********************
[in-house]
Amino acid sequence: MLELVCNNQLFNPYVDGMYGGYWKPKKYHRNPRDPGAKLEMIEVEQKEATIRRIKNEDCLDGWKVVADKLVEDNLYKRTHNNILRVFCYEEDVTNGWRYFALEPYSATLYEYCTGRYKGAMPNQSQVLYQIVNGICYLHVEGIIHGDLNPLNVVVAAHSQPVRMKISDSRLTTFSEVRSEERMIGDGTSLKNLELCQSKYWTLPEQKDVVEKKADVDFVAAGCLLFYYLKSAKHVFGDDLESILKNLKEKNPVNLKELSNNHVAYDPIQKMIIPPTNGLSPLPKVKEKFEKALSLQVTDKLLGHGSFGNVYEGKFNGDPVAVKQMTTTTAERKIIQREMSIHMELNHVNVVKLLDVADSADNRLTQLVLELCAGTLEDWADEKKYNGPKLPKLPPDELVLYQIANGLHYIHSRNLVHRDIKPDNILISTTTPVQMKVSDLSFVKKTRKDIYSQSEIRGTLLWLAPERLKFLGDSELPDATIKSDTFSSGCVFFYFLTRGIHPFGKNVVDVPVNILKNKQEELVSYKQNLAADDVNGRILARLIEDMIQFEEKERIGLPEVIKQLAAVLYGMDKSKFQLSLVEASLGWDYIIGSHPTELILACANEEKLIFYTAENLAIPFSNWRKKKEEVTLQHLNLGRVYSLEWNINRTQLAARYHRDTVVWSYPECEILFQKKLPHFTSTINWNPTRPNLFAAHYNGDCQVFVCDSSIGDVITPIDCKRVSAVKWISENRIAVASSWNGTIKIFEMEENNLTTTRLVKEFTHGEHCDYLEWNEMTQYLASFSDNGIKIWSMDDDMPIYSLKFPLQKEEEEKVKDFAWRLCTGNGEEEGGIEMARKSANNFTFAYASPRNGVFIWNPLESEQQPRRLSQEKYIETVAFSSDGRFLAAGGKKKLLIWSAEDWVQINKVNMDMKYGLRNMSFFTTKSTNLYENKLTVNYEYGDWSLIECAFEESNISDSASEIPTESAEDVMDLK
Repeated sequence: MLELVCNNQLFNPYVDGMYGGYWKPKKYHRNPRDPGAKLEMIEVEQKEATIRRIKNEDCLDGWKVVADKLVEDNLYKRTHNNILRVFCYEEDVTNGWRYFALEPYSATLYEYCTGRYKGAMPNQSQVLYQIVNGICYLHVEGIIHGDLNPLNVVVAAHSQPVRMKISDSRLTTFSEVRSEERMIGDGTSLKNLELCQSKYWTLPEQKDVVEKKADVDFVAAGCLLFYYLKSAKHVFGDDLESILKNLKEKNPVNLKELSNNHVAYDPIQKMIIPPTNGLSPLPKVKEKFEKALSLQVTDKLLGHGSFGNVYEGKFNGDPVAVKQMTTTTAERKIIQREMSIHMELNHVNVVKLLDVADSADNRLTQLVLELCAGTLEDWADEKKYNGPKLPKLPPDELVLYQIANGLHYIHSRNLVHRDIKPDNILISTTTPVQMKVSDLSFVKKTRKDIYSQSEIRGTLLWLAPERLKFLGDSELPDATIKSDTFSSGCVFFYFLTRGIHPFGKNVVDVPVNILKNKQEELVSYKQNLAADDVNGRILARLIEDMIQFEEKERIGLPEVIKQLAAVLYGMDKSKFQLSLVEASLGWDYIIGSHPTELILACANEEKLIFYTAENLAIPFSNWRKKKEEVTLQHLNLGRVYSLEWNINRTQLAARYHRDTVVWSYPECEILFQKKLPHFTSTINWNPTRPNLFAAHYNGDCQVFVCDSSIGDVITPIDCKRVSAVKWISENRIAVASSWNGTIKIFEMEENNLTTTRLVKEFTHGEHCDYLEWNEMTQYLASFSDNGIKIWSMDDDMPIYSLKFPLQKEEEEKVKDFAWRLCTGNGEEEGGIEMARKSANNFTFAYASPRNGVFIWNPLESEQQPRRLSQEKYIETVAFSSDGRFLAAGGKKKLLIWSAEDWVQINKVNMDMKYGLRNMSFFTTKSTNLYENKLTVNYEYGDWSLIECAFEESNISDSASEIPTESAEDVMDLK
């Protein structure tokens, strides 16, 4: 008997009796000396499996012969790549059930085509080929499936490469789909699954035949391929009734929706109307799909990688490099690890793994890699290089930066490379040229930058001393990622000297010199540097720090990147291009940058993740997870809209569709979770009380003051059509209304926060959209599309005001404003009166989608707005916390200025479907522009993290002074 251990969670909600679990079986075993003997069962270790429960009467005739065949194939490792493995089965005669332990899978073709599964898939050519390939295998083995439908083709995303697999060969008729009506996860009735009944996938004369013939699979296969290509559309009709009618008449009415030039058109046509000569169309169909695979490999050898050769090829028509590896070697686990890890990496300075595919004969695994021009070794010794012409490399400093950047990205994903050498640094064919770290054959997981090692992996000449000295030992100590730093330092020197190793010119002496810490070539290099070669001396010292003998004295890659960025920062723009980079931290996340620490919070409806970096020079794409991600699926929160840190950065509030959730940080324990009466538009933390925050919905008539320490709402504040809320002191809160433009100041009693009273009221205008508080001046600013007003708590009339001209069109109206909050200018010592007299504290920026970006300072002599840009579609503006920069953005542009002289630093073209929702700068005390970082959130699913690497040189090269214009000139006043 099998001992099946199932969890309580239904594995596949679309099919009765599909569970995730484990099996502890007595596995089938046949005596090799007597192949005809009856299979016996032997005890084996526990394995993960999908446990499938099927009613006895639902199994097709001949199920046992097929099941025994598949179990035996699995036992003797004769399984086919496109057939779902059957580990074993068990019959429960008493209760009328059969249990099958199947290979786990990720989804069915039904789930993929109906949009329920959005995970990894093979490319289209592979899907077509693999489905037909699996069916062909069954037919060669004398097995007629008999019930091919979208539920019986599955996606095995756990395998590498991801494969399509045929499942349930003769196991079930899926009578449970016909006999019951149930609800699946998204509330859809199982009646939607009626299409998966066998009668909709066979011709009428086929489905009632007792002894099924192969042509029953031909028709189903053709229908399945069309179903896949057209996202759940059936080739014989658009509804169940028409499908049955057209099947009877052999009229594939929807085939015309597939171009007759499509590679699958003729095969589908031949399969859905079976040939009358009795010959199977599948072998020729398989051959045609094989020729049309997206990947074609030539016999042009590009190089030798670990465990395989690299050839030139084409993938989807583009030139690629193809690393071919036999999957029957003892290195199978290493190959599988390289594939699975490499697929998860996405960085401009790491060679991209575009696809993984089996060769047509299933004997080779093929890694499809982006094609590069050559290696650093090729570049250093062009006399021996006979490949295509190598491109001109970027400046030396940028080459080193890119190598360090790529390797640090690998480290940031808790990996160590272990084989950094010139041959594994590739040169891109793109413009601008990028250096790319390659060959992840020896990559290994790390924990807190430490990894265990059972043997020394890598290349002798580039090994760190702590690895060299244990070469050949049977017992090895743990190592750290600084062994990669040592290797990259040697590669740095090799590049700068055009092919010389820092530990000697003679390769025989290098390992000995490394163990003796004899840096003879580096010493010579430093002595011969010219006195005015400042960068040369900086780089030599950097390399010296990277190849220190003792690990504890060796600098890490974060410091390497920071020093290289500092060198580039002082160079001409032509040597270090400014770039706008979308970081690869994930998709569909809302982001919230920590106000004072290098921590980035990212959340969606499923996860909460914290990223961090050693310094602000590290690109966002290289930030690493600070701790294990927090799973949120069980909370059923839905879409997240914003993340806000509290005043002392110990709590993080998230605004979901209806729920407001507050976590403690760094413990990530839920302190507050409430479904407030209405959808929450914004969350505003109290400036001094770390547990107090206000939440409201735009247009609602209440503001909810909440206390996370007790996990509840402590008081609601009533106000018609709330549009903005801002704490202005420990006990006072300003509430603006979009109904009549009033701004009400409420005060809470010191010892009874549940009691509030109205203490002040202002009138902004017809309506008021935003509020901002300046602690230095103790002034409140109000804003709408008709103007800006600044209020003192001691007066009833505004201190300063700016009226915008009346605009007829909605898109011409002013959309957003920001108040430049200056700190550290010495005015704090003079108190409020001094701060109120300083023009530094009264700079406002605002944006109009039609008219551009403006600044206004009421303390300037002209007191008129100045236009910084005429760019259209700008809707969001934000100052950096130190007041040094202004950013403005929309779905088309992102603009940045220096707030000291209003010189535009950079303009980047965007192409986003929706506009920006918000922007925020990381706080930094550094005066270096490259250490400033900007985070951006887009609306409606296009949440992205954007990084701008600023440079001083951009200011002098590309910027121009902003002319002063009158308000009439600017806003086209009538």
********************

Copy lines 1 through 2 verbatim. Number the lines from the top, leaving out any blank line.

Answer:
[in-house]
Amino acid sequence: MLELVCNNQLFNPYVDGMYGGYWKPKKYHRNPRDPGAKLEMIEVEQKEATIRRIKNEDCLDGWKVVADKLVEDNLYKRTHNNILRVFCYEEDVTNGWRYFALEPYSATLYEYCTGRYKGAMPNQSQVLYQIVNGICYLHVEGIIHGDLNPLNVVVAAHSQPVRMKISDSRLTTFSEVRSEERMIGDGTSLKNLELCQSKYWTLPEQKDVVEKKADVDFVAAGCLLFYYLKSAKHVFGDDLESILKNLKEKNPVNLKELSNNHVAYDPIQKMIIPPTNGLSPLPKVKEKFEKALSLQVTDKLLGHGSFGNVYEGKFNGDPVAVKQMTTTTAERKIIQREMSIHMELNHVNVVKLLDVADSADNRLTQLVLELCAGTLEDWADEKKYNGPKLPKLPPDELVLYQIANGLHYIHSRNLVHRDIKPDNILISTTTPVQMKVSDLSFVKKTRKDIYSQSEIRGTLLWLAPERLKFLGDSELPDATIKSDTFSSGCVFFYFLTRGIHPFGKNVVDVPVNILKNKQEELVSYKQNLAADDVNGRILARLIEDMIQFEEKERIGLPEVIKQLAAVLYGMDKSKFQLSLVEASLGWDYIIGSHPTELILACANEEKLIFYTAENLAIPFSNWRKKKEEVTLQHLNLGRVYSLEWNINRTQLAARYHRDTVVWSYPECEILFQKKLPHFTSTINWNPTRPNLFAAHYNGDCQVFVCDSSIGDVITPIDCKRVSAVKWISENRIAVASSWNGTIKIFEMEENNLTTTRLVKEFTHGEHCDYLEWNEMTQYLASFSDNGIKIWSMDDDMPIYSLKFPLQKEEEEKVKDFAWRLCTGNGEEEGGIEMARKSANNFTFAYASPRNGVFIWNPLESEQQPRRLSQEKYIETVAFSSDGRFLAAGGKKKLLIWSAEDWVQINKVNMDMKYGLRNMSFFTTKSTNLYENKLTVNYEYGDWSLIECAFEESNISDSASEIPTESAEDVMDLK